Zesty BBQ Chicken
Baby led weaning, Toddler, Kid, Adult

Science Corner
When meat is cooked at high temperatures like when grilling on an open flame, the creatine, amino acids and sugars in the meat form chemical compounds called heterocyclic amines (HCAs) that cause mutations in our DNA and ultimately, at high enough doses, cancer (why does everything that's fun and delicious have a downside?! Boo). Fascinatingly, anti-oxidant rich marinades containing spices like turmeric and certain herbs (basil, oregano, thyme, mint) can substantially reduce HCA formation! This marinade combines several anti-oxidant spices for a flavour and anti-carcinogenic boost. Like I've said on many occasions, if only our conventional meds tasted this good. 

2 adult and 2 kid servings

6 chicken drumsticks, skin removed
1/4 cup plain, full-fat Greek yoghurt
1 tablespoon tomato paste
3 cloves garlic crushed
1/2 teaspoon grated ginger
1/2 teaspoon plus a large pinch salt
1/4 teaspoon pepper
1/2 teaspoon ground cumin
1/2 teaspoon ground coriander
1/4 - 1/2 teaspoon cayenne pepper (skip for kids)
1/2 teaspoon turmeric
Melted butter or coconut oil for brushing
1 lime
Chopped cilantro for garnish (optional)

Using a sharp knife, score the skinless chicken drumsticks (i.e. make slits in the meat) and set aside.

In a large bowl, mix together the yoghurt, tomato paste, garlic, ginger salt, pepper and spices. Add the chicken and coat well with the marinade making sure it gets into the slits for more moisture and flavour. Refrigerate for 1-6 hours. 

30 minutes before BBQing or oven roasting, remove the meat from the fridge. If using the oven instead of the BBQ, pre-heat it to 200 C / 400 F.

If BBQing, cook the chicken on a pre-heated grill until done, about 35 minutes, flipping every 5 minutes to ensure even cooking (and to reduce HCA formation, discussed above). Brush with melted butter or oil to prevent it from drying.

Alternatively, roast the chicken in the pre-heated oven for 35 minutes turning every 10 minutes to ensure even cooking. Broil on high for 5 minutes, brushing with melted butter or oil to get a crisper finish. 

Let the chicken rest for 5-10 minutes. Sprinkle with lime juice, garnish with cilantro and serve. 

Complete your spiced BBQ feast with these delicious, nutritious sides and desserts.

White Pepper Corn &amp; Tomato Salad

White Pepper Corn & Tomato Salad

Quinoa Veg Pilaf

Quinoa Veg Pilaf

Cardamom Mango Lassi Popsicles

Cardamom Mango Lassi Popsicles

Garlicky Guacamole

Garlicky Guacamole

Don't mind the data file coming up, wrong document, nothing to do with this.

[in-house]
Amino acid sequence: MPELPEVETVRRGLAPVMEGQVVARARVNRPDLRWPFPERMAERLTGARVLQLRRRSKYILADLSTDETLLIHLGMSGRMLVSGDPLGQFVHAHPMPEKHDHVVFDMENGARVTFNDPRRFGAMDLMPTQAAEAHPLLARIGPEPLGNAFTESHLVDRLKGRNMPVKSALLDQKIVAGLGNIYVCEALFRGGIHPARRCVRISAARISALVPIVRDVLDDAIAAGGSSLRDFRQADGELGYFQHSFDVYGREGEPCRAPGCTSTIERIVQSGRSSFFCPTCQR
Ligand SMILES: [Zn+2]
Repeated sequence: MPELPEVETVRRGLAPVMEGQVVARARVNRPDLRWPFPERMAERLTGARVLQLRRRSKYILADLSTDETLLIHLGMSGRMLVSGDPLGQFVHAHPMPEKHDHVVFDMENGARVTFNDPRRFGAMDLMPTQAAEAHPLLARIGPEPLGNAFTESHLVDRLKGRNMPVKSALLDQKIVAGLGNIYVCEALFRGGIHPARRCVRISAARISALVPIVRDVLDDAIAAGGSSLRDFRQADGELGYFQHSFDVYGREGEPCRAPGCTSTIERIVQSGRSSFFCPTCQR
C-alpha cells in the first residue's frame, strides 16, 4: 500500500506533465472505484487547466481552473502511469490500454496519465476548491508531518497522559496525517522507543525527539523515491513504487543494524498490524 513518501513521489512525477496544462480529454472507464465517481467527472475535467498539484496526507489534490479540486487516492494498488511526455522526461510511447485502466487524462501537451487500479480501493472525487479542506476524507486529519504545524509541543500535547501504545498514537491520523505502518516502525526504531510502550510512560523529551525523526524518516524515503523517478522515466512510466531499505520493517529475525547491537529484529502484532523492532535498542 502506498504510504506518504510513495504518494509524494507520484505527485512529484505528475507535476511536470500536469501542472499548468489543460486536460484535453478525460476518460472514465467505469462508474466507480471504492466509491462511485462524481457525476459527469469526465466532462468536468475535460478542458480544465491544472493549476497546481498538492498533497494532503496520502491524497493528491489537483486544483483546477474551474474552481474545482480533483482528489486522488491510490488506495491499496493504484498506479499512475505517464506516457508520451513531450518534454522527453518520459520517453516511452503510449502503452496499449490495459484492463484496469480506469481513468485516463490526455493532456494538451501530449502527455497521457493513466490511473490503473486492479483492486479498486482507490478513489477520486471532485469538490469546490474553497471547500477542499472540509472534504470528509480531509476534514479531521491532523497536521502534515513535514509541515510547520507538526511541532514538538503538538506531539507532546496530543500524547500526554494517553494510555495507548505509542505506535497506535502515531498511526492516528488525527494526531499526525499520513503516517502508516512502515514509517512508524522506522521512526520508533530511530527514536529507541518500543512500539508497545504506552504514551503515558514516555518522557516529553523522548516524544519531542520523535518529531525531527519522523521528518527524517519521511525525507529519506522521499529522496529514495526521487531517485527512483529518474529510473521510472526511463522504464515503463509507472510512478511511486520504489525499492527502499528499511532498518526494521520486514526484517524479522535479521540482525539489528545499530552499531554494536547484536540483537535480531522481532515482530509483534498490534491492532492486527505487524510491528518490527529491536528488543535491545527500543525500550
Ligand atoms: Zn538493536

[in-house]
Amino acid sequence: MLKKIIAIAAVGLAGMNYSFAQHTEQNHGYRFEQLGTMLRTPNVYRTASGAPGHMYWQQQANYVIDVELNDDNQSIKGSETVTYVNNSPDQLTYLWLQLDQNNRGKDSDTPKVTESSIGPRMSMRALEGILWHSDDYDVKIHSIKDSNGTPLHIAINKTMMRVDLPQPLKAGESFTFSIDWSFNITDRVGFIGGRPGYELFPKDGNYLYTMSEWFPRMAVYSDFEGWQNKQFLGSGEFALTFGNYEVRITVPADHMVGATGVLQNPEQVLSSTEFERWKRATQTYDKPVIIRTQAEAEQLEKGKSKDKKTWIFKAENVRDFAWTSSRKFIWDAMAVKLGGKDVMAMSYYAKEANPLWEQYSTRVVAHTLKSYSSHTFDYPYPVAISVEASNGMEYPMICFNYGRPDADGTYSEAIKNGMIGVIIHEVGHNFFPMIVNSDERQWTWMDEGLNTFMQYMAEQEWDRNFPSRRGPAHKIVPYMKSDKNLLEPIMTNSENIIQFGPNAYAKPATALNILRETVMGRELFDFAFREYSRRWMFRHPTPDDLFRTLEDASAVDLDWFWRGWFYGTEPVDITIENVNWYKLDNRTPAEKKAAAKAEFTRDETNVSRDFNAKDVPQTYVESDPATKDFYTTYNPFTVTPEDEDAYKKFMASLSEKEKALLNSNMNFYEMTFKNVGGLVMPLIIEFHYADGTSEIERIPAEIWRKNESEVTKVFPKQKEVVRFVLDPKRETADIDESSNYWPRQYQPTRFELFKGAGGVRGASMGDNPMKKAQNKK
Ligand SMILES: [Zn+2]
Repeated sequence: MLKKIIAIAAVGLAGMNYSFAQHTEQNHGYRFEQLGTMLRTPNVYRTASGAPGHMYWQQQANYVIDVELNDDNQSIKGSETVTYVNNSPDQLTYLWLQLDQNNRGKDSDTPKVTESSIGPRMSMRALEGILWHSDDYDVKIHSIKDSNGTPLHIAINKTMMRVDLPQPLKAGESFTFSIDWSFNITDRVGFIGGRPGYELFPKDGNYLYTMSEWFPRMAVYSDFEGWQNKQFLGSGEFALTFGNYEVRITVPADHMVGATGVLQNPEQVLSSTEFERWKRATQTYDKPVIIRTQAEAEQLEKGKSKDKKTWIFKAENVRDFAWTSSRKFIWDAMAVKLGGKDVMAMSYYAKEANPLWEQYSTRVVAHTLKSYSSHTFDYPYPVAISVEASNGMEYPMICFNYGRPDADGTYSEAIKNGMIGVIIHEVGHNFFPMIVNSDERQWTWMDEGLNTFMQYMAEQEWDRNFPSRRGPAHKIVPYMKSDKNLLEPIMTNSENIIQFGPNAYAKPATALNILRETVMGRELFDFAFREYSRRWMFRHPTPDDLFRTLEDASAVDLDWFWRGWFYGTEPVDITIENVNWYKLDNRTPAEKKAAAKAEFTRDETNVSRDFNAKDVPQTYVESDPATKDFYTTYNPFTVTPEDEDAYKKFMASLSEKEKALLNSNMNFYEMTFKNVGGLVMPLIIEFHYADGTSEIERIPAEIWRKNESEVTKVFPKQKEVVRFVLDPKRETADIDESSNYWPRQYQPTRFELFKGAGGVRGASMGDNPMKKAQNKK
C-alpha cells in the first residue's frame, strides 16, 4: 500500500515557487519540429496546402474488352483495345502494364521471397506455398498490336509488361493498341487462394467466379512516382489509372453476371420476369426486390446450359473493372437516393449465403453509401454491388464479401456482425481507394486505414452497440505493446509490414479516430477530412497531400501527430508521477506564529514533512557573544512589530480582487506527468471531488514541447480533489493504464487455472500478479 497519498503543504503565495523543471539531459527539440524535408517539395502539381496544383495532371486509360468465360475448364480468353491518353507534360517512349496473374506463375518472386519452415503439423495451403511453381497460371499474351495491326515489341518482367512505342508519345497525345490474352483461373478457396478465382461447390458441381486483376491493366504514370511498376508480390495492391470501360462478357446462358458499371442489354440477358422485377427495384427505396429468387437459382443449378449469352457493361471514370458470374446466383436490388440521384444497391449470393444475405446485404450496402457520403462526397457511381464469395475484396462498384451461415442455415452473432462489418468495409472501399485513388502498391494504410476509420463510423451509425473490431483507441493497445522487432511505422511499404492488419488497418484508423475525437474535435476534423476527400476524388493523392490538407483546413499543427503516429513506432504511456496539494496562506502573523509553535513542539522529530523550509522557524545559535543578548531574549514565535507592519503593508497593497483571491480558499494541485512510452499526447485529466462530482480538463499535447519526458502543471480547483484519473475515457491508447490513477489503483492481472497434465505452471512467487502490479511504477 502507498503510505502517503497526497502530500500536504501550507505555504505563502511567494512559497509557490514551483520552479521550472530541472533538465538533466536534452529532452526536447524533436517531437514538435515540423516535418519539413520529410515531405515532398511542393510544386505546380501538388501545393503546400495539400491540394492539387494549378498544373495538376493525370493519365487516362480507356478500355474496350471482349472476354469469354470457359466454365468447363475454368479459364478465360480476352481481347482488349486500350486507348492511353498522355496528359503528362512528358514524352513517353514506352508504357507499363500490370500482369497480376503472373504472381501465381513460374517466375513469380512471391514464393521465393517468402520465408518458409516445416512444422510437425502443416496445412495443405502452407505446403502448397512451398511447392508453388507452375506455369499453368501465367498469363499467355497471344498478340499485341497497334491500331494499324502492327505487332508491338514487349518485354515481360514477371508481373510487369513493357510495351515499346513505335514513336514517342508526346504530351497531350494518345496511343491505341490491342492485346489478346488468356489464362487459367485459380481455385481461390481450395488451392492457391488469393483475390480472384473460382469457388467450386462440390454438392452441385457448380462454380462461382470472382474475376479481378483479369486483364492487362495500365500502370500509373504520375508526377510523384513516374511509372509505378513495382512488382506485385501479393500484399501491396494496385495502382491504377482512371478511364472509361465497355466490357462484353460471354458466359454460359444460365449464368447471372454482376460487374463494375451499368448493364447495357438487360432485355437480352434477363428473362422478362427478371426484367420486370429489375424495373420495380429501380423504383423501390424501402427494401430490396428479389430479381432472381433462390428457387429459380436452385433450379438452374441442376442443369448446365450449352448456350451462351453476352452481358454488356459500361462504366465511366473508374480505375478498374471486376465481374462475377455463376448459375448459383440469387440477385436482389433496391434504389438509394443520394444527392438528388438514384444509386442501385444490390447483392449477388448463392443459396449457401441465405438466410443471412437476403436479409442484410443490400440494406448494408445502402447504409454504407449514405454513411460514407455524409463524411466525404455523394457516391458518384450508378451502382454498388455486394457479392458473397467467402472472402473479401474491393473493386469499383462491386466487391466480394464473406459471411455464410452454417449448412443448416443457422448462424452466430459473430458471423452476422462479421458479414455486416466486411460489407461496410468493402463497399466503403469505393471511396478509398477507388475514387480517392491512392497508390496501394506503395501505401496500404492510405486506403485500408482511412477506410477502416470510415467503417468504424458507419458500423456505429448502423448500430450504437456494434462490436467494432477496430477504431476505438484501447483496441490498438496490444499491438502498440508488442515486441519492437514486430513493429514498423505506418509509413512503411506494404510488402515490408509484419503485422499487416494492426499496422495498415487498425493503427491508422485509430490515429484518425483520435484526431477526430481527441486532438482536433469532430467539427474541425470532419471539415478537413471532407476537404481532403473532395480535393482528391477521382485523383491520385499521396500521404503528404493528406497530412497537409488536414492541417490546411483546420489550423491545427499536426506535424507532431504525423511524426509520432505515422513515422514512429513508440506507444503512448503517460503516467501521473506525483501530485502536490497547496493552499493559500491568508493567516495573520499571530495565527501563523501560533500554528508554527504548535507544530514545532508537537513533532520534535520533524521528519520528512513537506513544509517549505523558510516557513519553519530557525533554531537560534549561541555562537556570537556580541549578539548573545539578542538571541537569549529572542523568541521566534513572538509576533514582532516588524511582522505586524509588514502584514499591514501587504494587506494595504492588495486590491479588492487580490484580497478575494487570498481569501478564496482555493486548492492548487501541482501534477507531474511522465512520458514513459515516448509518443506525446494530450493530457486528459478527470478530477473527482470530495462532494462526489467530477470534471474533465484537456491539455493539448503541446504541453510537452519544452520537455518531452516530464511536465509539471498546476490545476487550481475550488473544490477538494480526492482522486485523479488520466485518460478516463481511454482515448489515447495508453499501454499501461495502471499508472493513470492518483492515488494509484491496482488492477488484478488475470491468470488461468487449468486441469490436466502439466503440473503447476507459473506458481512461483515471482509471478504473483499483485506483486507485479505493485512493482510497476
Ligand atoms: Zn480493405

Avocado Tomato Edamame Salad

Avocado Tomato Edamame Salad

Grandpa Ish's Peach Melba

Grandpa Ish's Peach Melba








3 Make-Ahead Breakfasts To Make Your Mornings Easier

Toddler has finally started sleeping in - YAY - but like they say, be careful what you wish for! An extremely early riser for the first couple of years of his life, when pre-school started, my 3.5 year old decided that even 8 am was too early to start the day. Most mornings then, we are struggling to wake up, eat breakfast and make it out the door on time. Sound familiar? 

Enter three make-ahead breakfast recipes that have transformed our mornings from stressful and hurried to relaxed, nutritious and delicious. 


Overnight Oats
Toddler, Kid, Adult

Overnight oats are simply what the moniker implies - oats soaked in a liquid of choice overnight until they are softened into a pudding-like consistency, presenting themselves as the perfect canvas for additions and toppings like fruits, nuts, sweeteners and spices! The most fun aspect of this dish is getting your kid to make breakfast with you the night before. Talk about serious skin in the game. 

Science Corner
Oats contain a special kind of fibre called beta-glucan which has been shown to lower cholesterol, prevent heart disease, boost immune function, stabilise blood sugar and even prevent breast cancer. Cinnamon has myriad health benefits including anti-diabetes, anti-microbial, anti-inflammatory, cardio-protective, cognition-boosting, cancer-prevention and female hormone-balancing effects. Raisins are every kid's favourite and chockfull of fibre, potassium, iron, B vitamins and anti-oxidants. With calcium, vitamin D and magnesium from milk, this breakfast is a yummy nutrient powerhouse your kids and you can enjoy for an energetic and delicious start to your day. 

2 adult and 1 toddler serving

3/4 cup rolled oats (not steel cut or instant oats)
1 1/2 cups plain milk (or almond, soy or other milk of choice)
1 tablespoon maple syrup (or to taste)
1/4 teaspoon cinnamon (preferably Ceylon)
1 tablespoon raisins
1/4 cup fresh raspberries
Few slivered almonds or walnuts (optional)

Mix all the ingredients except the raspberries together and partition into 3 glass jars. Cover and store overnight in the fridge. Top with fresh raspberries or any fruit of choice and slivered nuts right before eating for a delicious and nutritious yet speedy breakfast. 

toddler taking pride in his overnight oat making skills :)

toddler taking pride in his overnight oat making skills :)

Spiced Carrot Muffins
Toddler, Kid, Adult



Baking with vegetables is a genius idea for three wonderful reasons - added nutrition, natural sweetness and moisture. Carrots, in particular, are the perfect addition to cakes, muffins and breads. I created these whole grain, omega-3 fatty acid-rich, refined sugar-free, spiced carrot muffins to make my mornings less stressful, more nutritious and delicious.

Science Corner